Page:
Surface engineering can change the mechanical , electrical, and chemical properties of the materials surface. By selecting appropriate gases for the RF plasma process, specific changes or new characteristics can be introduced into the the materials surface. The two main applications of Surface Engineering by RF plasma processing are:
- The modification of a material's surface, without affecting its bulk properties, to improve its performance.
- The change of a material's performance making it suitable for new applications.
- Surface Cleaning
- Adhesion Promotion.
Adhesion Promotion can be achieved using an RF plasma for it can improve mechanical, electrical and chemical adhesion mechanisms. This can be done by selecting a process which either:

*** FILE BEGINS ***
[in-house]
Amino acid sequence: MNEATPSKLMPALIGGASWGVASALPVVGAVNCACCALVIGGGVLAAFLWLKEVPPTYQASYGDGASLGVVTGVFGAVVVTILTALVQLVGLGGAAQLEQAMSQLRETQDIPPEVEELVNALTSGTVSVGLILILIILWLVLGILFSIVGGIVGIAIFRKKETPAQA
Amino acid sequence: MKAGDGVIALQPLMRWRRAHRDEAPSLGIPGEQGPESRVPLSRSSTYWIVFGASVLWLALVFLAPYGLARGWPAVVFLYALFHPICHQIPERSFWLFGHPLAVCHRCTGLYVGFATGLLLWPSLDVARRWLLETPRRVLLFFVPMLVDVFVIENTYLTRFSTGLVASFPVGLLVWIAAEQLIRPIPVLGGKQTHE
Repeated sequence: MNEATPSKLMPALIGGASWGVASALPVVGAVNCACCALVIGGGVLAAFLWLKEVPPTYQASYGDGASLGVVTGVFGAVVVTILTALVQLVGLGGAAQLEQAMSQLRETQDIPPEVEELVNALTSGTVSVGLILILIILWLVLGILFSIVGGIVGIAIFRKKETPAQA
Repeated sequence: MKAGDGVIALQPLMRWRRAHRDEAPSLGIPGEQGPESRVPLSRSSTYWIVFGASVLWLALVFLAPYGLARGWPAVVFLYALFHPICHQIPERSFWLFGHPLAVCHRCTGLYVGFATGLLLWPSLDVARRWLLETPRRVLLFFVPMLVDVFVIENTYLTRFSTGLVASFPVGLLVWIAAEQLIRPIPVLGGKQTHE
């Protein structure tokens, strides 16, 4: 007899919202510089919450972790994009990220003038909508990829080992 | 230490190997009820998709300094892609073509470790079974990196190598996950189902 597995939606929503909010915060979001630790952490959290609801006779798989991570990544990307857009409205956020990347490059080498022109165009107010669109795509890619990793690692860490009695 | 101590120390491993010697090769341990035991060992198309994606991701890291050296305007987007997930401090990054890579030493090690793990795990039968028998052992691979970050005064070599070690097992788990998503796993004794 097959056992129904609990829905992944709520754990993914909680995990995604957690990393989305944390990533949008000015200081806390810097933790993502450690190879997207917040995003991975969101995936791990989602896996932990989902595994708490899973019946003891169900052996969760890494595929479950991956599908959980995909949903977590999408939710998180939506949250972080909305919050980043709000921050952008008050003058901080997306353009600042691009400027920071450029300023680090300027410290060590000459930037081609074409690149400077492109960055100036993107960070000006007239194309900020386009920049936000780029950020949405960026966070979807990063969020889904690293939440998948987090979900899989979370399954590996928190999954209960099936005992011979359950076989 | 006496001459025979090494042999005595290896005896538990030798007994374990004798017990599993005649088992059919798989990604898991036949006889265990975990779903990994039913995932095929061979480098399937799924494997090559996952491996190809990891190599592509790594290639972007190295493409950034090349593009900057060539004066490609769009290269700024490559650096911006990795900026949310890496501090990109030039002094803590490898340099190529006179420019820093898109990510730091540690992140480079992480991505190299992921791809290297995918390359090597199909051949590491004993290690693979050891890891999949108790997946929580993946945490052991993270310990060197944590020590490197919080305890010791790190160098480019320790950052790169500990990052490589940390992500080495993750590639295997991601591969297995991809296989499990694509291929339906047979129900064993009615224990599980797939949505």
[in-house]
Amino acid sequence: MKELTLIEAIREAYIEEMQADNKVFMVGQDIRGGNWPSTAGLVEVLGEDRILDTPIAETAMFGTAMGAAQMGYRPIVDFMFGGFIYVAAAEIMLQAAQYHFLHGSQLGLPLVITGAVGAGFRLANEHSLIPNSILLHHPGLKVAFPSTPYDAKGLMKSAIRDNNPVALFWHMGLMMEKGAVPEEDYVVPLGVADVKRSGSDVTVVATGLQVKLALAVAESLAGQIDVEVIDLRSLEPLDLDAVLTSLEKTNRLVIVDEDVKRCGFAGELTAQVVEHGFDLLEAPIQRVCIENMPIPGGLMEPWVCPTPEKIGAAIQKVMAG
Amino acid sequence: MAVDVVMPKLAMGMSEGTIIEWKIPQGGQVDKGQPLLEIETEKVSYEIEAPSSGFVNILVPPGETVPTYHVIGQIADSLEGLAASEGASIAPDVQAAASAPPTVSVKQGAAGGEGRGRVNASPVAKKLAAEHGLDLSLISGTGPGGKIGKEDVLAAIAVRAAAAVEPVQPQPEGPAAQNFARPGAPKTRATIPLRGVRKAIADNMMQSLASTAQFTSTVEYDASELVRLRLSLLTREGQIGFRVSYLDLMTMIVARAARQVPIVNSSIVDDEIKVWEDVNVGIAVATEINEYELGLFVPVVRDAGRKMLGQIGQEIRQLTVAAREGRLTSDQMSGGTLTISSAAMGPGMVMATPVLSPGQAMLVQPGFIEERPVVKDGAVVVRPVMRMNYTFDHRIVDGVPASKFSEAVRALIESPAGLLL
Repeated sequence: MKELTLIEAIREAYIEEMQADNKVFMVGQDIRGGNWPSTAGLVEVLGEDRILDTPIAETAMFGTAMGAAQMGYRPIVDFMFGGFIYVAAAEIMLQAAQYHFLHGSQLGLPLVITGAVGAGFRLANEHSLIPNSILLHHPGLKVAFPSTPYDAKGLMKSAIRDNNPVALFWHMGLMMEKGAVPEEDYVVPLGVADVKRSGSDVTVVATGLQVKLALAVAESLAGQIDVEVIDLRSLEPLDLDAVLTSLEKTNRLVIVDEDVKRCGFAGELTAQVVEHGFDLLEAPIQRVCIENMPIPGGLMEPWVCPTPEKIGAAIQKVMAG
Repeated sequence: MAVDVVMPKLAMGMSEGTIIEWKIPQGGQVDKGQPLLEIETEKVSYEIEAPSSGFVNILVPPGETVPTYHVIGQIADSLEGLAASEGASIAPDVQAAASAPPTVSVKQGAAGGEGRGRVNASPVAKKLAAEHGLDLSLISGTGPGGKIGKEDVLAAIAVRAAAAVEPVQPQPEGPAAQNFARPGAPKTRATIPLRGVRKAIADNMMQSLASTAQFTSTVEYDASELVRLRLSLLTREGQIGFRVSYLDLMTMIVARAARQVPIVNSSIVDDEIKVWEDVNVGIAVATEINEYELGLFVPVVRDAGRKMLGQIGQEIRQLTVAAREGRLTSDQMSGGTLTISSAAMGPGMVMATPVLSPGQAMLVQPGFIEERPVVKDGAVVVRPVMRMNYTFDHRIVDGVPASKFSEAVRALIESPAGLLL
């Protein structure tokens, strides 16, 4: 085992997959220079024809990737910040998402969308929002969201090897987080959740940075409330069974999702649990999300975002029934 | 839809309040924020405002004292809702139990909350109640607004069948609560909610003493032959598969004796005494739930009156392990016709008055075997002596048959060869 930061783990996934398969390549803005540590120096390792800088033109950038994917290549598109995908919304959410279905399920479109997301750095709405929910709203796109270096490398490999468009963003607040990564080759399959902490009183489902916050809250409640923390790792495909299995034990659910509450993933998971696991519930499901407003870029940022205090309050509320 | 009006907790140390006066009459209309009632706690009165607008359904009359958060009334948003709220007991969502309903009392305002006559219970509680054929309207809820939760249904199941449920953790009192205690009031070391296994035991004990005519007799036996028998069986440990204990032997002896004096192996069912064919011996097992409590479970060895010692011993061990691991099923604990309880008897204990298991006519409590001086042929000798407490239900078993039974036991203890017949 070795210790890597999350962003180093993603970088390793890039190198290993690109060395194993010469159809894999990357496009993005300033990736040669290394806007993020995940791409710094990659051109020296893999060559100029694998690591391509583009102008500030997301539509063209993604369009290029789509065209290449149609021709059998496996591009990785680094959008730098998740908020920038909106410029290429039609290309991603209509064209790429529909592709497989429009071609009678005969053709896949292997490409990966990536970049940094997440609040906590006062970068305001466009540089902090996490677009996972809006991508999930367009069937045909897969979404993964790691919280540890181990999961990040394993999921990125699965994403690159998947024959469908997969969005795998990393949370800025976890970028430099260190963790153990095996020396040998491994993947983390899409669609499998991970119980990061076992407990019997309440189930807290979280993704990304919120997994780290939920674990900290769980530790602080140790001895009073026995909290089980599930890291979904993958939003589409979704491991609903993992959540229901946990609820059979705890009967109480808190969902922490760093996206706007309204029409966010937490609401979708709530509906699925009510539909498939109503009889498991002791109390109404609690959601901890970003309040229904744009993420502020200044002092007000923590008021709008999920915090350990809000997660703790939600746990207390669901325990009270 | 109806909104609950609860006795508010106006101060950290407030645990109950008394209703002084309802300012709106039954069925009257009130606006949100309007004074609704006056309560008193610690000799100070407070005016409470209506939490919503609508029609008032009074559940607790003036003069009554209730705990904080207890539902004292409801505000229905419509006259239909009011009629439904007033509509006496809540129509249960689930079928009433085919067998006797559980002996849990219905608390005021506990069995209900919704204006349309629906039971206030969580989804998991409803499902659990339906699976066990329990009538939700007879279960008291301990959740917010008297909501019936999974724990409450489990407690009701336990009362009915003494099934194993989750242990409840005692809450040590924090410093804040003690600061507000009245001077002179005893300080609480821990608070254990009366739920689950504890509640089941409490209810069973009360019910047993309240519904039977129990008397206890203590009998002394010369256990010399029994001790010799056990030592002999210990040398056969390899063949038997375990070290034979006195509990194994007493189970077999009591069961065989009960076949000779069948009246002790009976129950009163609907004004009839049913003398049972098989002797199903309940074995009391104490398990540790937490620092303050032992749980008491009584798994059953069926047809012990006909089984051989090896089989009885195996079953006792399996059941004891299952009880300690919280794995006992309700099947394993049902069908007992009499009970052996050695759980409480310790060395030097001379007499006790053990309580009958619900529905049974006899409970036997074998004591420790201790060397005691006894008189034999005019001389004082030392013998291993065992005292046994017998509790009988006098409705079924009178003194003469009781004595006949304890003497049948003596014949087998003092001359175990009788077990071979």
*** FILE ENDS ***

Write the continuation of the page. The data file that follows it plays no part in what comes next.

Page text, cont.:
- Roughens the surface at the molecular level to improve the mechanical bonding by the physical impact of highly energized ionized particles
- Etches the surface by the chemical action of the free radicals.
- Radicalizes the surface, ensuring that it is chemically reactive with the adherent material.
- Changes the chemistry of the surface so that it has an affinity with the adherent material
Polymers. A plasma technique that increases adhesive bond strengths for polymers, is to briefly exposure the polymer to an oxygen or argon plasma. This will increase adhesive bond strengths for coatings or inks for marking, (bar-codes ID tags etc.).
The cleaning mechanism of this type of plasma includes, ionic bombardment. The high kinetic energy of these plasmas will bombard the surface of the polymer releasing trapped moisture and generating a molecularly rougher surface exposing more surface area for bonding.